Architecture in focus

Monday 08 Aug 2011

Zoltán Balogh wins Chartered Institute of Building's The Art of Building contest

International charity and bolsterer of quality architecture in the built environment the Chartered Institute of Building (CIOB) has announced the 2011 winner of its annual Art of Building photography competition. Zoltán Balogh from Budapest, Hungary captured this haunting image (left) which resonated with all three judges and the voting public.

Entitled ‘The Last Tower’ the still depicts an aging boat loading building near the banks of the River Danube in Esztergom, Hungary, its eerie form silhouetted starkly against the pasty sky, leading Balogh to compare the structure to ‘a remnant of a forgotten civilisation’.

Through this regular photography scheme the CIOB encourages the general public to communicate with the buildings they live and work in, in a more active fashion. The programme invites amateur and professional enthusiasts to create new works of art from the art that we live in, celebrating ‘the creativity of the industry, the passion of the people who work within in, and the impact their work has on those who make use of the final construction’.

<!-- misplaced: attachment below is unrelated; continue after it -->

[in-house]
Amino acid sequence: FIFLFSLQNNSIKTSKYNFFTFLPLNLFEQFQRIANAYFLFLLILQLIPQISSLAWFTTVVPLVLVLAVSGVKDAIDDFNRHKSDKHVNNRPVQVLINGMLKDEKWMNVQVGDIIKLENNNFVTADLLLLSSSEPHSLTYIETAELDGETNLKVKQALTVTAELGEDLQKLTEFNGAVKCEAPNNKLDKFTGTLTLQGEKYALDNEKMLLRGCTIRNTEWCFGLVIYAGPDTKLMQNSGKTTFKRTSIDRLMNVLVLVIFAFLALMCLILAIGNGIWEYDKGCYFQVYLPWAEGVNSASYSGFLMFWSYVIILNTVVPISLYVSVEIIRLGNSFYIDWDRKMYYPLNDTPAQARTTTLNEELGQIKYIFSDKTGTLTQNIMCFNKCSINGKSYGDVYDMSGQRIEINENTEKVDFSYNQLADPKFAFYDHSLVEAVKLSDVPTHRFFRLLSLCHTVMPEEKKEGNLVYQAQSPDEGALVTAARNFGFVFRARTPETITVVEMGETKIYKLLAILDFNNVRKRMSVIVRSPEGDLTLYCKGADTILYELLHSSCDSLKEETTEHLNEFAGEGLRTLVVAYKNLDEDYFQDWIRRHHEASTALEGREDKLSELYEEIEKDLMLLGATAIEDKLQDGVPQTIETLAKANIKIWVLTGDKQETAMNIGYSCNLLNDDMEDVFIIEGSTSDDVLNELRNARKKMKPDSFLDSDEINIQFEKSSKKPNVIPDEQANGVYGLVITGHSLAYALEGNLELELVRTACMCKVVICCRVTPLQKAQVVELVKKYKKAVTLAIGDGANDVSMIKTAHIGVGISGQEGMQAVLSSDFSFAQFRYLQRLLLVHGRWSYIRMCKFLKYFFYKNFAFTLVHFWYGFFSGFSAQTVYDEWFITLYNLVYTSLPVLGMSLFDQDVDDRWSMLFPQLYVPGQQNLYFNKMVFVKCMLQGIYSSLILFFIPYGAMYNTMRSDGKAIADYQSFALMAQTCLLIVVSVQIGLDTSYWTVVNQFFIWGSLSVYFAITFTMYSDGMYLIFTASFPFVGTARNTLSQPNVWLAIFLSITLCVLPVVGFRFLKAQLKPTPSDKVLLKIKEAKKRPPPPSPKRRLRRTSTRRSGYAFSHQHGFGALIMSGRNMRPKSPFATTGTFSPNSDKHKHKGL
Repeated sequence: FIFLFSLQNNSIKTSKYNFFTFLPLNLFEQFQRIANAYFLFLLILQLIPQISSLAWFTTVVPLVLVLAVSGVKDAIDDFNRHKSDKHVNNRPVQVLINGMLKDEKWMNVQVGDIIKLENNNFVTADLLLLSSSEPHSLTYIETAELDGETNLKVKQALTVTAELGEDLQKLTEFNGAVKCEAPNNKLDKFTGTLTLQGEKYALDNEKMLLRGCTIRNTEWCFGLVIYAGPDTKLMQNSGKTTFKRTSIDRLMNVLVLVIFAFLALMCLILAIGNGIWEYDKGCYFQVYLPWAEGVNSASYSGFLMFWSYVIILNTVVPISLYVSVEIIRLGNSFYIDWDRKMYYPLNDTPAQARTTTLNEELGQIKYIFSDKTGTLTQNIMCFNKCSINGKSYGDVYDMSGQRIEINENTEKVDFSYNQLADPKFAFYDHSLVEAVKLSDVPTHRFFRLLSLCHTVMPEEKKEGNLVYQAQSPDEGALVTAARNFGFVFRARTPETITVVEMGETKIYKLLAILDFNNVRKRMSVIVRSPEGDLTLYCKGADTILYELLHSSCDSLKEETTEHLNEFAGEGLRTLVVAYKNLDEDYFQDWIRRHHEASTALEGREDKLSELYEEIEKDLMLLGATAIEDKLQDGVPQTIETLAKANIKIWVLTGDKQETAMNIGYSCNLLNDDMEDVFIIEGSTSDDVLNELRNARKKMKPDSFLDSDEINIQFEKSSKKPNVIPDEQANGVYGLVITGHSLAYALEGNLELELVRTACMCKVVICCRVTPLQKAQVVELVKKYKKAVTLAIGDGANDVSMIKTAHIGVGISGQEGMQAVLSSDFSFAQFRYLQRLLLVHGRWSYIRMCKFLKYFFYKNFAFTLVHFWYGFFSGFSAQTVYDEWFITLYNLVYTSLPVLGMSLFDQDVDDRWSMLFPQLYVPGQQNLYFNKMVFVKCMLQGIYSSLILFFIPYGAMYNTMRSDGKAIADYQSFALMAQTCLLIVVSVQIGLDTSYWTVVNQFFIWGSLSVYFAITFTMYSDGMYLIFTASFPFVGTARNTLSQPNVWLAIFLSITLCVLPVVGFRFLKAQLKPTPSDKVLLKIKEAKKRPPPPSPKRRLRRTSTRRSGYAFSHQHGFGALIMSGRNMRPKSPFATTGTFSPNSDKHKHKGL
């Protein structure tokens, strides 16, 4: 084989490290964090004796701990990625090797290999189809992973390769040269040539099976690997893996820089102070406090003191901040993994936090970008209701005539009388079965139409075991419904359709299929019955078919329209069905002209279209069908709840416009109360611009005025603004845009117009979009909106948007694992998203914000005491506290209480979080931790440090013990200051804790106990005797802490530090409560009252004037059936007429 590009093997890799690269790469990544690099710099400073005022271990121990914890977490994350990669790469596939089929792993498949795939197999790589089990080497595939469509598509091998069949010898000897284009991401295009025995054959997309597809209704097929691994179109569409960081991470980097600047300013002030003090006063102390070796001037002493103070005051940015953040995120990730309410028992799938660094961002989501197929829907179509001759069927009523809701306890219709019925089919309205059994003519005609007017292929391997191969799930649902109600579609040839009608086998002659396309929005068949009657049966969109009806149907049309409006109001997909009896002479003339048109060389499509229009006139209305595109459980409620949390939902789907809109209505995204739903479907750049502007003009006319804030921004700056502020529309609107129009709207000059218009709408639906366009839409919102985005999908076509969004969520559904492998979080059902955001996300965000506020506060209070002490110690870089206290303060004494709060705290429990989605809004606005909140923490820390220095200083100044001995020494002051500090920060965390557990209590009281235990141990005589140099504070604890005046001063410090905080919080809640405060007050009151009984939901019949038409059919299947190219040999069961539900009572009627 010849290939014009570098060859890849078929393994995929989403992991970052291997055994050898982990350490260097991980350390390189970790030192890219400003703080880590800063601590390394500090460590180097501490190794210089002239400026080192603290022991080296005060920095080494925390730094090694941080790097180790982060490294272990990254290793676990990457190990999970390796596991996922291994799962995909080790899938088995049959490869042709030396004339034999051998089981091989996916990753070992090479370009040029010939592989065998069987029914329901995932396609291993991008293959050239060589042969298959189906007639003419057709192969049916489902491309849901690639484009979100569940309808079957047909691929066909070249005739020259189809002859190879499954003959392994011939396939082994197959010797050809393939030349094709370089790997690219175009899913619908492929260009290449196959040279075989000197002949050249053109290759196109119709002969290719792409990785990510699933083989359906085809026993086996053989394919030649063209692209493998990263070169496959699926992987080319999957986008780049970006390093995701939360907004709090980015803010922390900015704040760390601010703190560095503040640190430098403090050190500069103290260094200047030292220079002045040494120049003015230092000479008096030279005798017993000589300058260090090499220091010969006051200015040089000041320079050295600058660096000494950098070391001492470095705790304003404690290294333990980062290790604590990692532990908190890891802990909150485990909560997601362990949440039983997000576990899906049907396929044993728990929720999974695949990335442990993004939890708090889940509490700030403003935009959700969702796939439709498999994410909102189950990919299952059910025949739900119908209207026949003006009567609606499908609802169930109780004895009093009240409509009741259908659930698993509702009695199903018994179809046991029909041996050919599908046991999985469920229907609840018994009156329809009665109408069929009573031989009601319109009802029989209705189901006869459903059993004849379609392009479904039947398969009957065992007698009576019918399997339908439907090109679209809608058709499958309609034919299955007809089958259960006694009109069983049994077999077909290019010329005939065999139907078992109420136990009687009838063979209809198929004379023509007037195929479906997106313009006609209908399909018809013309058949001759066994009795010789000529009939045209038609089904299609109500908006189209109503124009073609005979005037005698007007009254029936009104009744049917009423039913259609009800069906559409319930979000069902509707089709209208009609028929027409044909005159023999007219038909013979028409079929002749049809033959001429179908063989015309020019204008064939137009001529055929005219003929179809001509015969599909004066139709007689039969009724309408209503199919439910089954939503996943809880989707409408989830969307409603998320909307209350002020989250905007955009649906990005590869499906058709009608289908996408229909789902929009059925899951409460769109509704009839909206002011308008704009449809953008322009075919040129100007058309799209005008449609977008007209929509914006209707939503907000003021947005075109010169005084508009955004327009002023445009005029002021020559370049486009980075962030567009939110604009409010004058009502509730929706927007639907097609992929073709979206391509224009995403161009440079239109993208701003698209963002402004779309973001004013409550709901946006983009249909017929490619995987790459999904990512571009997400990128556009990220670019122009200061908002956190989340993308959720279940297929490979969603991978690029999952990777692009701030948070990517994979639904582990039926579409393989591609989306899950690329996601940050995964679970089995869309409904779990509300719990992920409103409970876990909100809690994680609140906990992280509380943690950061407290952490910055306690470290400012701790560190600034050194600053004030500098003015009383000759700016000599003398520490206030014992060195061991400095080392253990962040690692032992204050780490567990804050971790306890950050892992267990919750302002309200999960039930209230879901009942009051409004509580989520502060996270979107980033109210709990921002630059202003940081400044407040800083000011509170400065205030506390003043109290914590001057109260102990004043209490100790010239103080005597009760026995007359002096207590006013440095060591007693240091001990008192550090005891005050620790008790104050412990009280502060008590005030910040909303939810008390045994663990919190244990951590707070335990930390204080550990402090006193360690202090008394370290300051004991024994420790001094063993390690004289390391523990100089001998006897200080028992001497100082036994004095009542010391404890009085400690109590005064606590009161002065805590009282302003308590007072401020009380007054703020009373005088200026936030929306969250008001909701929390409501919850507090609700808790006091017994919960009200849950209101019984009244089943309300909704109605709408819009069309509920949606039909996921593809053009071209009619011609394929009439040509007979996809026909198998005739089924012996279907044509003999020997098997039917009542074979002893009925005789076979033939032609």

Nearly 2,000 moments in time were submitted this year which were narrowed down to 12 finalists by three experienced judges: architect, broadcaster and author Maxwell Hutchinson; arts writer for the Evening Standard Sue Steward; and award-winning professional photographer Matt Wain. This heavy task was approached with a set of strict guidelines, with images judged on relevancy, composition, focus, lighting, creativity, clarity of the photographer’s textual summary, and its suitability for use by the CIOB.

As part of her involvement with the scheme Sue Steward penned an enlightening article for the CIOB detailing her hopes for the contest, noting: “I enjoy viewing work which breaks established approaches to depicting buildings and which stretches definitions - as architects themselves do… While it is tempting to choose an interesting building for the competition, a good entry doesn’t need to be a landmark or a super-contemporary abstraction by a Hadid or a Piano. There is equal pleasure to gain from mundane, everyday subjects.”

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